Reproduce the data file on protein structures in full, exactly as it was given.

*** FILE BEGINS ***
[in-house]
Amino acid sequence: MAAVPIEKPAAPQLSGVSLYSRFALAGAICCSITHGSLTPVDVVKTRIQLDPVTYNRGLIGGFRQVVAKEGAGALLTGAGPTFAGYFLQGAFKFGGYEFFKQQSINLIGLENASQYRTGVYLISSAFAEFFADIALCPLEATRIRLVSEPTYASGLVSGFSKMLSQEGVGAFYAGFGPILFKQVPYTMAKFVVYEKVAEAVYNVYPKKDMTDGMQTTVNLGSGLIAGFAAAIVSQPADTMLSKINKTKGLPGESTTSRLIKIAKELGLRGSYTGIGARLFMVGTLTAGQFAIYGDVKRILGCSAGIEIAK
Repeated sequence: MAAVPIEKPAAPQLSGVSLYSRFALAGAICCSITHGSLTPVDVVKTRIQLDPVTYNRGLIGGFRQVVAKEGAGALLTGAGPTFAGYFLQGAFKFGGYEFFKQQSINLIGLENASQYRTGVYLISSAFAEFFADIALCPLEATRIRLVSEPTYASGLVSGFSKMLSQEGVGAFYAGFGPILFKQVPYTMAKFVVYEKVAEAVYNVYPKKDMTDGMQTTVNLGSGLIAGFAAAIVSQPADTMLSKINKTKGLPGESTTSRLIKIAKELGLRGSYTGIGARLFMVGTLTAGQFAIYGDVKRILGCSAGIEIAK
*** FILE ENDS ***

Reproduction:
[in-house]
Amino acid sequence: MAAVPIEKPAAPQLSGVSLYSRFALAGAICCSITHGSLTPVDVVKTRIQLDPVTYNRGLIGGFRQVVAKEGAGALLTGAGPTFAGYFLQGAFKFGGYEFFKQQSINLIGLENASQYRTGVYLISSAFAEFFADIALCPLEATRIRLVSEPTYASGLVSGFSKMLSQEGVGAFYAGFGPILFKQVPYTMAKFVVYEKVAEAVYNVYPKKDMTDGMQTTVNLGSGLIAGFAAAIVSQPADTMLSKINKTKGLPGESTTSRLIKIAKELGLRGSYTGIGARLFMVGTLTAGQFAIYGDVKRILGCSAGIEIAK
Repeated sequence: MAAVPIEKPAAPQLSGVSLYSRFALAGAICCSITHGSLTPVDVVKTRIQLDPVTYNRGLIGGFRQVVAKEGAGALLTGAGPTFAGYFLQGAFKFGGYEFFKQQSINLIGLENASQYRTGVYLISSAFAEFFADIALCPLEATRIRLVSEPTYASGLVSGFSKMLSQEGVGAFYAGFGPILFKQVPYTMAKFVVYEKVAEAVYNVYPKKDMTDGMQTTVNLGSGLIAGFAAAIVSQPADTMLSKINKTKGLPGESTTSRLIKIAKELGLRGSYTGIGARLFMVGTLTAGQFAIYGDVKRILGCSAGIEIAK